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Michigans Freight System Michigans Freight System MAASTO Committee on Highway Transport October 16, 2012 Larry Karnes Michigan Department of Transportation.

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Presentation on theme: "Michigans Freight System Michigans Freight System MAASTO Committee on Highway Transport October 16, 2012 Larry Karnes Michigan Department of Transportation."— Presentation transcript:

1 Michigans Freight System Michigans Freight System MAASTO Committee on Highway Transport October 16, 2012 Larry Karnes Michigan Department of Transportation

2 Todays Topics Trunkline System Rail System Cargo Ports Public Airports Major Freight Projects

3 Michigans State Trunkline System

4 Commercial ADT Map

5 International Border Crossings Highway Crossings Detroit-Windsor (Ambassador Bridge) Detroit-Windsor (Detroit Windsor Tunnel) Port Huron-Sarnia (Blue Water Bridge) Sault Ste. Marie (International Bridge)

6 Michigans Rail System

7 State-Owned Rail Lines

8 Major Railroad Commodities Originating in Michigan iron ore motor vehicles & parts farm products Terminating in Michigan coal metallic ores & metal products chemicals & petroleum products

9 International Border Crossings Rail Crossings Detroit-Windsor (Detroit River Tunnel) Port Huron-Sarnia (St. Clair Tunnel) Sault Ste. Marie (International Bridge)

10 Michigans Cargo Ports

11 36 cargo ports 120 marine cargo terminals average annual tonnage: million major commodities: stone / sand (44%) iron ore (23%) coal (20%) cement (7%)

12 International Border Crossings Ferry Crossings Detroit-Windsor (trucks only) Algonac-Walpole Island (autos/passengers Marine City-Sombra (trucks/autos/passengers)

13 Michigans Public Airports

14 Major Freight Projects Detroit Intermodal Freight Terminal Ambassador Bridge Gateway (complete) NITC / DRIC New Detroit River Rail Tunnel New Soo Lock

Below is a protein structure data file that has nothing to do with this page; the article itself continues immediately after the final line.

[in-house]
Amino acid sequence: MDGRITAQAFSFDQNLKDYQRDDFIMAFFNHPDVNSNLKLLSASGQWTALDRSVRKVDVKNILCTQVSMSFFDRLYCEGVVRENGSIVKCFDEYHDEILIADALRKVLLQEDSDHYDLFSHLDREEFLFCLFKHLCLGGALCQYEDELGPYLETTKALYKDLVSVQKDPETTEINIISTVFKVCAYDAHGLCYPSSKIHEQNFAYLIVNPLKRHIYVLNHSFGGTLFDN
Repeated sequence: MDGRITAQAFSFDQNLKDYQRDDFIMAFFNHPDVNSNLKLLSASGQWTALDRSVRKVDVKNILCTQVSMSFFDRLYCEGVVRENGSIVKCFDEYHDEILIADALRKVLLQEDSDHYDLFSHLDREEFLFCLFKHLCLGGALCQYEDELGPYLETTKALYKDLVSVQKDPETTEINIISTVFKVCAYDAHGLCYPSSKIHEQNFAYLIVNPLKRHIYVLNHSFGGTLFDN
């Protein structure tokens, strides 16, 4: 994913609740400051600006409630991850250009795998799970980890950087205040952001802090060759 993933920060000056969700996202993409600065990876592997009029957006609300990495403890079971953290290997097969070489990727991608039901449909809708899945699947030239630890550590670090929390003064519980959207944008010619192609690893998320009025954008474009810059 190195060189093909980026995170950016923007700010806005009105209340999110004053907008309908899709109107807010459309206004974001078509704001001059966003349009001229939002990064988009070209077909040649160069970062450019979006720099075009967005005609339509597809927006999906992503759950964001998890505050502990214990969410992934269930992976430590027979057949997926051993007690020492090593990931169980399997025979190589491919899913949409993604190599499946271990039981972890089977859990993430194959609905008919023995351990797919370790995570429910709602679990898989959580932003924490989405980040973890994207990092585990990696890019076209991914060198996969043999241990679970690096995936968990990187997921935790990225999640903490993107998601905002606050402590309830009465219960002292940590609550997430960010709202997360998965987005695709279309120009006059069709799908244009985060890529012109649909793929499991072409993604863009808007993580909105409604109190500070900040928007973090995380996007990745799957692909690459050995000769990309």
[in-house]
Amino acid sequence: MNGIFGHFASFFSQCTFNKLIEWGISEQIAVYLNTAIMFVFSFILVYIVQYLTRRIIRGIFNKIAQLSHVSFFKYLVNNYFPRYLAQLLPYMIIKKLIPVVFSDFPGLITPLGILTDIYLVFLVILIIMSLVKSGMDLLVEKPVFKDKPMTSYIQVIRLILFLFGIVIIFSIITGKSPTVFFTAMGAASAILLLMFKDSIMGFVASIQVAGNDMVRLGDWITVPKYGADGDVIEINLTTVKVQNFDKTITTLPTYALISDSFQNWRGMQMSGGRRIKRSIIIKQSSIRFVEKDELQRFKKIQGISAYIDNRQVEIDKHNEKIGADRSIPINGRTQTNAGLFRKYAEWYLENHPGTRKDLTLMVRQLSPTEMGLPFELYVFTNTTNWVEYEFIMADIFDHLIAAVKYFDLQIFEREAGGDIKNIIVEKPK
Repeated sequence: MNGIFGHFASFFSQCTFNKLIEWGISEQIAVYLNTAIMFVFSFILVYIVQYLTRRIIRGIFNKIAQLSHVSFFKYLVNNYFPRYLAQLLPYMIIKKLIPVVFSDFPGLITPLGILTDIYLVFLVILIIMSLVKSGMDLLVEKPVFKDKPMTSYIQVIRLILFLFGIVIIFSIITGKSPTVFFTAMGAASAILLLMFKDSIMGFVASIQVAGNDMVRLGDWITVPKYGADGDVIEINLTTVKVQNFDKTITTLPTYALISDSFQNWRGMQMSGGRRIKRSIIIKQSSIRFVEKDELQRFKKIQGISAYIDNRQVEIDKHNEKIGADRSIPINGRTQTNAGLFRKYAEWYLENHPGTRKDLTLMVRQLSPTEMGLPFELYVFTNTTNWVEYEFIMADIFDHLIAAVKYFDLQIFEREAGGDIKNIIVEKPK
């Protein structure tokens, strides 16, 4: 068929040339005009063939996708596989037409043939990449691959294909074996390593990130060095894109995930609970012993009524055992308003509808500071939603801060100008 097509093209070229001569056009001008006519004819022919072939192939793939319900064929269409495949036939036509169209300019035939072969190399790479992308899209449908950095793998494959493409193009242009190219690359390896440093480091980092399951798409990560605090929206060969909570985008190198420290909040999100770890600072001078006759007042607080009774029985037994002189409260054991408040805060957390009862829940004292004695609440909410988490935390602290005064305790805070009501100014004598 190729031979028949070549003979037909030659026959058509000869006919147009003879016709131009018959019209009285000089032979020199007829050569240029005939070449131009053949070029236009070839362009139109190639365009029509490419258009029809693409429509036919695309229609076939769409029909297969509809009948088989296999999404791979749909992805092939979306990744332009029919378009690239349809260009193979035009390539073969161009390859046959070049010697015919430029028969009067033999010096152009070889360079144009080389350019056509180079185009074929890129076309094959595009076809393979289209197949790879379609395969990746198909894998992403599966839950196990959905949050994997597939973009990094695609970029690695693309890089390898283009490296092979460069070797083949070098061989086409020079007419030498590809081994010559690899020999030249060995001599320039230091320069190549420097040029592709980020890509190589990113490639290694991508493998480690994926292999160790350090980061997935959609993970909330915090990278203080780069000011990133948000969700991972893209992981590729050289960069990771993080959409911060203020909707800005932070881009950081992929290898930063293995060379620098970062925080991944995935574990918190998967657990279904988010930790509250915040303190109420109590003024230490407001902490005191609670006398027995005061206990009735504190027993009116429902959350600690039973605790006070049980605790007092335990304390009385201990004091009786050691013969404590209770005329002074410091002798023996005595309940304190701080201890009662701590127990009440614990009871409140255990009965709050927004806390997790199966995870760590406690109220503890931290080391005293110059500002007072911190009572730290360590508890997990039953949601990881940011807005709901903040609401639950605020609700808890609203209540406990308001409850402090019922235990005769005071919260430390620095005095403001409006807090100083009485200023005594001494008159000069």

15 Detroit Intermodal Freight Terminal (DIFT) Project Detroit is one of the top intermodal markets in the nation Capacity of terminals and coordination of rail lines is inadequate Addresses needs of intermodal transportation in southeast Michigan

16 Detroit Area Intermodal Freight Terminals

17 Detroit Intermodal Freight Terminal (DIFT) Project Purpose To support the economic competitiveness of southeast Michigan and the state by improving freight transportation opportunities and efficiencies for business and industry.

18 Needs Addressed by DIFT Additional intermodal terminal capacity Better connectivity between railroads Better connectivity between highways and rail terminals Efficiency of business & industry Better coordination of rail terminals

19 Projected 2025 Intermodal Demand Demand (lifts/year) Current Capacity (lifts/year) Deficiency (lifts/year) LowHigh Total495,000776,000345, ,000 to 431,000

20 DIFT Costs A Public / Private Partnership Terminals$248 million Rail connections$ 99 million Highway connections$ 92 million Land acquisition$100 million Total$539 million Approximately 60% public / 40% private

21 DIFT Benefits More efficient transportation system Jobs gained (permanent & construction) Fewer long haul trucks on I-94 & I-75 Elimination of two at-grade rail crossings Elimination of controversial terminal gate More direct access to freeways Government revenue gain

22 Questions? Larry Karnes Freight Policy Specialist


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